Earlier this year we cited further progress on molecular machines, in this case transporting cargo, from the group of Professor David A Leigh FRS FRSE MAE and winner of the 2007 Feynman Prize in Nanotechnology, Theoretical category. Further molecular machine progress was recently reported by Belle Dumé at nanotechweb.org “Chemically powered nanomotor goes autonomous“:
Researchers at the University of Manchester, UK have made the first autonomous chemically powered synthetic small-molecule motor. The new device, which is very much like the protein motors found in biological cells, might be used to design artificial molecular machines similar to those found in nature. Such machines could be important for applications such as synthetic muscles, nano- and micro-robots and advanced mechanical motors.
Molecular machines are ubiquitous in nature and are at the heart of nearly every biological process. They have evolved over billions of years to exploit energy from sunlight or complex chemical reactions in the body, and are made up of complicated assemblies of proteins responsible for a host of processes in living organisms, such as ion transport, ATP synthesis and cell division.
“Our synthetic molecular motor works in a manner reminiscent of motor proteins, in which motion is powered by the protein catalyzing the hydrolysis of ATP,” explains team leader David Leigh. “Our molecular motor also runs using a chemical fuel, Fmoc-Cl, and it derives its energy by catalytically decomposing the fuel to dibenzofulvene and CO2.” …
The article continues by explaining that previous chemically-fueled molecular motors required several fuel molecules to be continuously fed in different steps, while this new motor, once it is given the fuel molecule, moves continuously around a molecular track until the fuel is exhausted. The article quotes Leigh explaining that the motor works as an ‘information ratchet’ in compliance with the second law of thermodynamics, and that this initial version is very inefficient but that he expects incremental improvements to lead to applications like transporting building blocks for molecular construction.
The motors might also be used as power packs for molecular muscles, nanoscale robotics and molecular factories, to name but a few.
Also quoted is Fraser Stoddart of Northwestern University, winner of the 2007 Feynman Prize in Nanotechnology, Experimental category who was not involved in this work. He described this advance as
an important proof-of-principle in a burgeoning field of scientific endeavour that is intellectually challenging and experimentally demanding in the extreme. Another key milestone on the long road to applications in molecular nanotechnology has been reached.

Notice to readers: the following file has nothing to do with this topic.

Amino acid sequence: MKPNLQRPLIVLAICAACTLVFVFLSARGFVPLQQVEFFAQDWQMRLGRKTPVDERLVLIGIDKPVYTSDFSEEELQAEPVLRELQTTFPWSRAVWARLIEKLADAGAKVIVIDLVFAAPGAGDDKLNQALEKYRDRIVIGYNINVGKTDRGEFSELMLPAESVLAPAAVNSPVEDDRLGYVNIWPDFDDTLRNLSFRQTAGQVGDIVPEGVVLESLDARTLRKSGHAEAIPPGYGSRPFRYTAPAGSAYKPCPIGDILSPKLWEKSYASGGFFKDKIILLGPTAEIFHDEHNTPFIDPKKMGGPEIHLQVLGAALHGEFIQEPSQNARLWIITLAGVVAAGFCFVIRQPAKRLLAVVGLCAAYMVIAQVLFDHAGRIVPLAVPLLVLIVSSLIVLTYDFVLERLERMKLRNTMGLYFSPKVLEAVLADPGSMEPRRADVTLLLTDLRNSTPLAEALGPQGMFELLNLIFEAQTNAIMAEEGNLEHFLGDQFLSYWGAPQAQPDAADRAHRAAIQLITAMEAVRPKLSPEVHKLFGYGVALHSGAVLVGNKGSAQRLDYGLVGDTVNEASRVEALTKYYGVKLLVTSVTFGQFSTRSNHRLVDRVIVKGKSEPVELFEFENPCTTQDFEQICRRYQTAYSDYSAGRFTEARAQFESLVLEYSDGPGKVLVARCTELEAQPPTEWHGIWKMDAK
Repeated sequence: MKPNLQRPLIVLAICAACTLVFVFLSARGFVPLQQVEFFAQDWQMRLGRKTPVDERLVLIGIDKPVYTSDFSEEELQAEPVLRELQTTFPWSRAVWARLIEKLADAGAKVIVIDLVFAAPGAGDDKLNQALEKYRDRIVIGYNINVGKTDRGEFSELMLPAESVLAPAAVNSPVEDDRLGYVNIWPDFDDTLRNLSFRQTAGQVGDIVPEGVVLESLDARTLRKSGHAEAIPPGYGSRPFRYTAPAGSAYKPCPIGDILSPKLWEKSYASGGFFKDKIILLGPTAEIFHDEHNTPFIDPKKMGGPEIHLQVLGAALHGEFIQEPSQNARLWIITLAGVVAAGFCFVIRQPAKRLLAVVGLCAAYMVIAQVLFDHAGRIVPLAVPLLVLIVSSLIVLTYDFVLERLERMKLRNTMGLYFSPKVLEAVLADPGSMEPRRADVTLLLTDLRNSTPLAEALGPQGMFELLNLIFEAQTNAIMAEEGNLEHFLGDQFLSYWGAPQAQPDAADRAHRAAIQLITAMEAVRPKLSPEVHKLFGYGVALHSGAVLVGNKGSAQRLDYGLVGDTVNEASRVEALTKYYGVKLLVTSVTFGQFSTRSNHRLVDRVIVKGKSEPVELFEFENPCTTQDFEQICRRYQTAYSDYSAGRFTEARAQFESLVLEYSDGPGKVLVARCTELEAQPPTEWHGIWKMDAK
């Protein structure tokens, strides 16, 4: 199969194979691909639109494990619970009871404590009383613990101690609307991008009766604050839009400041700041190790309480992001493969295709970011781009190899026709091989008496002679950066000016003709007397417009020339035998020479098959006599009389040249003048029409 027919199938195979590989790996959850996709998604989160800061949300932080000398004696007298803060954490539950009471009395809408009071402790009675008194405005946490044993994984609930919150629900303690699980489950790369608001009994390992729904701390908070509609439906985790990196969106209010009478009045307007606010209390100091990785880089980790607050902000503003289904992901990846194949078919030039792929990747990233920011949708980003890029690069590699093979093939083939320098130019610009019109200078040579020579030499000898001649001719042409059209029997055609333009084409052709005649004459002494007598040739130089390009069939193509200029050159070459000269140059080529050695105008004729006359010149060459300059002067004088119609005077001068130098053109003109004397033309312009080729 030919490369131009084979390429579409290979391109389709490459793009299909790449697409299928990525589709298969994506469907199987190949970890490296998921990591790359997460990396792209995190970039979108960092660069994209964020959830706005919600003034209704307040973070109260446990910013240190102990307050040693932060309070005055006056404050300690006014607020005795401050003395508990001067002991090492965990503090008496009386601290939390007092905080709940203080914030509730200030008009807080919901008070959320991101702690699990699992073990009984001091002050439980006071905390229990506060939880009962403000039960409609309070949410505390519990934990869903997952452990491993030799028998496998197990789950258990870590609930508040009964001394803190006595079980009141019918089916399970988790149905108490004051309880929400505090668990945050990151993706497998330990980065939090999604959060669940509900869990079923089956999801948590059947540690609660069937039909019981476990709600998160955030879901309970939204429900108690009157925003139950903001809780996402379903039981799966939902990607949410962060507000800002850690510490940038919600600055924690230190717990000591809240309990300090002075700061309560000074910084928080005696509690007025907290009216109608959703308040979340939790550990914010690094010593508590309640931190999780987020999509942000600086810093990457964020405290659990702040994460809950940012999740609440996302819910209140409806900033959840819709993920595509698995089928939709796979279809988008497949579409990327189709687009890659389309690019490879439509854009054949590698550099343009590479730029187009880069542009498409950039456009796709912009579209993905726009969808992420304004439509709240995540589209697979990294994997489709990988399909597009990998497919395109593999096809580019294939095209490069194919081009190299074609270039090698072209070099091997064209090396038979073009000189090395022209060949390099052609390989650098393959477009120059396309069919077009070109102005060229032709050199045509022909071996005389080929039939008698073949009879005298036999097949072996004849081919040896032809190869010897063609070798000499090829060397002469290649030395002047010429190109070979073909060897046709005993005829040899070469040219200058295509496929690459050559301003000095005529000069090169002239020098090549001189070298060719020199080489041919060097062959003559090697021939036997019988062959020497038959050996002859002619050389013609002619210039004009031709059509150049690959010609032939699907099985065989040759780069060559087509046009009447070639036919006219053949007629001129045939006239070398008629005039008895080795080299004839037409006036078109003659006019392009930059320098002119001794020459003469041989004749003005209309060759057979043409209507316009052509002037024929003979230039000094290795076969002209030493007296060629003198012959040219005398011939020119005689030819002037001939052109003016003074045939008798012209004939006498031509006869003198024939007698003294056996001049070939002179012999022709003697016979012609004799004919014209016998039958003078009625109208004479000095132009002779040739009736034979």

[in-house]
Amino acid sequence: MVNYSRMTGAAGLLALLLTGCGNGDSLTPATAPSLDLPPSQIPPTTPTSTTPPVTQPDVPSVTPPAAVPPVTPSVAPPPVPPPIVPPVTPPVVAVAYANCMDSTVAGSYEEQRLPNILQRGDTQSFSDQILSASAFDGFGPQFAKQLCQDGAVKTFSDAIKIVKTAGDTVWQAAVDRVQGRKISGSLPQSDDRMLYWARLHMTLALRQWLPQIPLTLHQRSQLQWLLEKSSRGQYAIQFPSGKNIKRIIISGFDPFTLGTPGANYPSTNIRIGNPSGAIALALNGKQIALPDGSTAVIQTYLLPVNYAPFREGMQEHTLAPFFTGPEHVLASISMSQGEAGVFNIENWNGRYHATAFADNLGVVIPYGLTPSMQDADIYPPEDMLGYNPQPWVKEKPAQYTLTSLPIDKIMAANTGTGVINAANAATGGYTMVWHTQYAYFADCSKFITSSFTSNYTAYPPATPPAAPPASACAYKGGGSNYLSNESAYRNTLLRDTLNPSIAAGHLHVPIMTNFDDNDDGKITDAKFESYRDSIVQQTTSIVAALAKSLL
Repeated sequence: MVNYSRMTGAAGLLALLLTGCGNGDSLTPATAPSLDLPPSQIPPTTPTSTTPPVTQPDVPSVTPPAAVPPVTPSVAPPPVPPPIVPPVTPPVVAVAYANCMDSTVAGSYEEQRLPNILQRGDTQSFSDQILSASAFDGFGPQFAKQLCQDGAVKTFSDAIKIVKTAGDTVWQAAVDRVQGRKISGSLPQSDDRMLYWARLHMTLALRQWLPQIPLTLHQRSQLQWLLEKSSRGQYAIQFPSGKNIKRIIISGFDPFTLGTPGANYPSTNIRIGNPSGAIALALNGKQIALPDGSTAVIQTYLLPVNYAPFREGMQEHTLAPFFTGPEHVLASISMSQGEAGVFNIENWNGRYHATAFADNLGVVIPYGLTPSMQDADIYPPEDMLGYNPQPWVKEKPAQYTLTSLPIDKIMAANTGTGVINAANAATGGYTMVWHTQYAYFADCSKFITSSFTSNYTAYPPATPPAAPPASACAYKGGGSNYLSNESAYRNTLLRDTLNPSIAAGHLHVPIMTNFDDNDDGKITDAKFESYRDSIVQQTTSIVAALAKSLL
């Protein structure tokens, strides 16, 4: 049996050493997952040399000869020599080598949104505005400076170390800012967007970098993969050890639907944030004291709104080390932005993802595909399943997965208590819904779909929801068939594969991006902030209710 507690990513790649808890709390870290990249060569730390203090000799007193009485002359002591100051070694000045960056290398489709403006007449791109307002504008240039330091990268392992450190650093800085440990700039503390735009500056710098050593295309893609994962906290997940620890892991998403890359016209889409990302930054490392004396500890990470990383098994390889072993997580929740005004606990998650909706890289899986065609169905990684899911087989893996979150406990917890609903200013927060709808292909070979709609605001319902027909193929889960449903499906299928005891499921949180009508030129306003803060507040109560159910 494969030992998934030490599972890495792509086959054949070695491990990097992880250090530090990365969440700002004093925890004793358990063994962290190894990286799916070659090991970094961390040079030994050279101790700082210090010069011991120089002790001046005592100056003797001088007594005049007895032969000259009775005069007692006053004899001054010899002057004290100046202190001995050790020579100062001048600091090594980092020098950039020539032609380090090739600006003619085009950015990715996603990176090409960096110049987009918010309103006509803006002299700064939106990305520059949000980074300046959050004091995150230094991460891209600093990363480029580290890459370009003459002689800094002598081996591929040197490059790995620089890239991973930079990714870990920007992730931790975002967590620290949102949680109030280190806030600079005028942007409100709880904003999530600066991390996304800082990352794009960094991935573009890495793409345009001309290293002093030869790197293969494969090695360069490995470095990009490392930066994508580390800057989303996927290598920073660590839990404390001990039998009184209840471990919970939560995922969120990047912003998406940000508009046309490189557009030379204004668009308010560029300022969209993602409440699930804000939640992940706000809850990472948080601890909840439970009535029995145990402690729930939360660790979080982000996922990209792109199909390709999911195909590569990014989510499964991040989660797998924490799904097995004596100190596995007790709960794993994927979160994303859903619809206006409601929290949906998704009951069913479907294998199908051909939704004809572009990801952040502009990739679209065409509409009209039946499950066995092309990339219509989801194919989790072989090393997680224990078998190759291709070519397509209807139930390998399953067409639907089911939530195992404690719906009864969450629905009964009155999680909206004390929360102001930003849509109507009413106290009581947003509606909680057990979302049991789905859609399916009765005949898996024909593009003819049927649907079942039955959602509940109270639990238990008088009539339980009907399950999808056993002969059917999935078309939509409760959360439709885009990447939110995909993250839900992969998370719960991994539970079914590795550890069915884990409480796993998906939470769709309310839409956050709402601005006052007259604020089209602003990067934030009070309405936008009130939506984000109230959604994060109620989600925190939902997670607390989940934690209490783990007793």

The operation of this molecular motor is diagrammed and described on the Leigh Group web site “Cracking Nanomotor, Gromit!“:
Designing molecular motors is rarely an intuitive process because behaviour at the molecular level is often very different to what we observe in our ‘big’ world. … In the mechanical machines we are familiar with the parts (cogs, flywheels, pistons etc) do not move unless and until a force is applied to make them do so. At the molecular scale, however, molecules and their parts are constantly moving through Brownian motion and it is finding ways to control the directionality of that motion that is the key to developing working nanomachines. Now, scientists at the University of Manchester have invented a synthetic molecular motor that runs off chemical energy in a similar manner to the way that motor proteins use ATP (adenosine triphosphate) as a fuel …] In the man-made nanomotor, a synthetic molecular ring moves directionally around a molecular track powered by the motor’s catalysis of chemical reactions of a fuel. Remarkably, the motor mechanism depends on information transfer about the position of the ring to the track: when the ring is at the top of the track consumption of the fuel causes the motor to allow the ring to move faster to the right than to the left; when the ring is at the bottom of the track the motor allows the ring to move faster to the left than to the right. The net result is that the ring moves clockwise around the track as long as there is chemical fuel left for the motor to consume, just as a train can travel along a railway track until the diesel for its engine runs out.
The use of information transfer between molecular components to achieve directional motion in the motor mechanism is reminiscent of the Maxwell’s Demon thought experiment (although it requires more energy to be put in than is released and so does not challenge the Second Law of Thermodynamics!), a process that the Leigh group have previously used … to drive molecular systems away from equilibrium using light …
Continuing progress with molecular motors provides reason to be optimistic about the eventual development of atomically precise manufacturing and molecular robotics. We will eagerly await the next step forward.
—James Lewis, PhD